Updated: November 3, 2022

Latest changes in red.


Two Proposed Determination of Water Rights books have been published. The Summit County book was published in 1950 and revised in 1962, and a final decree was issued in 1964. There is one state-administered distribution system in this area: the Bear River Distribution System. Because this area is part of the Bear River basin, the conditions of the 1955 Bear River Compact and the 1980 Amended Bear River Compact apply. Click here to see statistics for this area.


Surface and Ground Water - Available supplies of both surface and ground water are limited. Generally, only domestic filings for in-house use are approved. Other diversions and uses must be accomplished by change applications filed on owned or acquired existing rights. Changes from surface to underground sources, and vice versa, are also considered on their individual merits, with emphasis on their potential to interfere with existing rights and to ensure that there is no enlargement of the underlying rights. Non-consumptive use applications, such as hydroelectric power generation, will be considered on their individual merits.

Governor's Proclamation 2022-01 - On November 3, 2022, Governor Spencer Cox issued a proclamation suspending new appropriations of surplus and unappropriated waters in the Great Salt Lake Basin pursuant to Utah Code 73-6-1. To read the press release from the Governor's office, click here. To read the proclamation, click here. A report on the proclamation to suspend appropriations in Great Salt Lake Basin was published on November 22, 2023 and can be read here. To view a map of areas subject to the proclamation, click here.

The following are excepted from the effect of this proclamation:
  1. applications for non-consumptive uses,
  2. applications that include a mitigation plan to offset depletion, and
  3. applications for small amounts of water, as defined in Utah Code 73-3-5.6, that comply with State Engineer basin policies.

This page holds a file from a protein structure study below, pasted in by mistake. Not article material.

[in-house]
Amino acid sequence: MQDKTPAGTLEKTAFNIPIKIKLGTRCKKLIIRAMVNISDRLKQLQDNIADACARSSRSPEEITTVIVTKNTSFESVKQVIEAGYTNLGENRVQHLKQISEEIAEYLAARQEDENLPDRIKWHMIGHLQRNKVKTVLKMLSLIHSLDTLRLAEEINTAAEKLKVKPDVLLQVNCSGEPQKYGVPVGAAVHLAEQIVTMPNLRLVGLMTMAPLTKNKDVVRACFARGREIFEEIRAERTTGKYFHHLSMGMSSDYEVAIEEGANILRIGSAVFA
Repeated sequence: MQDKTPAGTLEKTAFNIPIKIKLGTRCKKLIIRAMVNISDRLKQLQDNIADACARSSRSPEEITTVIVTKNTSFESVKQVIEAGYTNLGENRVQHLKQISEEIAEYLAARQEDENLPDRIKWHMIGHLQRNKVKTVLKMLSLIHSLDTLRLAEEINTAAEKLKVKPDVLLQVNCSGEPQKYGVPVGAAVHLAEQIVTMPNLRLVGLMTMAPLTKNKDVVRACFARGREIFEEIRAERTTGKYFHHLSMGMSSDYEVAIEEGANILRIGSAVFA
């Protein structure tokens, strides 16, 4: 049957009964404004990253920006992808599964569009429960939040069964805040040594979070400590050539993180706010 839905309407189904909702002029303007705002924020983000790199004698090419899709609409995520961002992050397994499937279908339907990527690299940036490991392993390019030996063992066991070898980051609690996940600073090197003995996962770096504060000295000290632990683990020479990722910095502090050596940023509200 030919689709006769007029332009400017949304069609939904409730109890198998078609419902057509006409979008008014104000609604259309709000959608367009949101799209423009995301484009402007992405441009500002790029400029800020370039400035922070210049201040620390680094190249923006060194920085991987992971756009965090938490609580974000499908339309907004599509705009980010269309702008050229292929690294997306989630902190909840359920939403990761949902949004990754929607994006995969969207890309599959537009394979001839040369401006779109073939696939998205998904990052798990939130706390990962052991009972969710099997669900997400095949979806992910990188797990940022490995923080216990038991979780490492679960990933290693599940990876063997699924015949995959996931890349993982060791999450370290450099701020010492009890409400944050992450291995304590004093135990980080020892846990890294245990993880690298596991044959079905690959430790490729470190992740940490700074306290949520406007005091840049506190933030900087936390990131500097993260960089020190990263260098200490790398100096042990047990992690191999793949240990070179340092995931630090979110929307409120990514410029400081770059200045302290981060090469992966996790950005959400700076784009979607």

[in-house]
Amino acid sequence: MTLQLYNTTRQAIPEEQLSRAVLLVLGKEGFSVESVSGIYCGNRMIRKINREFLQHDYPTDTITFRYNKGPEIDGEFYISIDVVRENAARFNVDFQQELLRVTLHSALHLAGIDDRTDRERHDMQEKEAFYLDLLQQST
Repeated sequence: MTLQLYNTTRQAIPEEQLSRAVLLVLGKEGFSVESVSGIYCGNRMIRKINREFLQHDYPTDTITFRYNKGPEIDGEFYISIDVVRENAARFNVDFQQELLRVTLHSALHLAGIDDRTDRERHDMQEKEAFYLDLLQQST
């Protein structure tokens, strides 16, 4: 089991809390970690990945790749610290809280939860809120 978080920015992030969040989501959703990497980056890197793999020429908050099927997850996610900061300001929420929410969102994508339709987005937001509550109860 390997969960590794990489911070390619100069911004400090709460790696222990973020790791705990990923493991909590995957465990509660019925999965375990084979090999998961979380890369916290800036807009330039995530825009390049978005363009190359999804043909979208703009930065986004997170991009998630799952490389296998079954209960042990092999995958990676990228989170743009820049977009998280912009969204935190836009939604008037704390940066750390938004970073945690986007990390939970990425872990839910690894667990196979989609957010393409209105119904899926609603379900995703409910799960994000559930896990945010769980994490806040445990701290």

All such applications remain subject to all applicable requirements of state law.


Applications are advertised in the Uinta County Herald. Filings that may involve the diversion of water in Utah for use in Wyoming (export) would be subject to the special criteria the statutes require for such projects. The general irrigation diversion duty for this area, which the State Engineer uses for evaluation purposes, is 3.0 acre-feet per acre per year. The consumptive use requirement is determined from the publication Consumptive Use of Irrigated Crops in Utah, Research Report 145, Utah State University, 1994, unless the applicant submits other data for consideration. This area is administered by the Northern Regional Office in Logan.

Other requirements

The Water Right applicant is strongly cautioned that other permits may be required before any physical development of a project can begin and it is the responsibility of the applicant to determine the applicability of and acquisition of such permits. In order to avoid delays and ensure that Water Right approvals conform to applicable local ordinances, applicants should contact local governmental entities in advance to determine what ordinances are in place that affect the proposed project and to make sure that Water Right filings conform to those ordinances. The approval of a Water Right application does not imply any approval of a project by any other governmental entity. Approval of the project proposed in the Water Right application should be obtained from local governmental entities as necessary to implement a project.


No Water Rights publications specifically cover this area.


None available.


April 4, 2011, June 24, 2016

Policy area in green,
click on the map for more detail


This area covers two reaches of the headwaters of the Bear River. The first begins in Summit County (T1S) and extends northward from the crest of the Uinta Mountains to the Wyoming state line (T3N). The second reach encompasses some intermittent streams in Rich and Summit Counties (4N to T7N) that flow eastward to the main stem of the Bear River in Wyoming. It is bordered on the north and east by Wyoming, on the south by the Uinta Mountains, and on the west by the Weber River drainage. The highest point in the area is 12,479 foot Hayden Peak, while the lowest is where Crane Creek enters Wyoming at about 6,730 feet, giving a total relief of about 5,750 feet.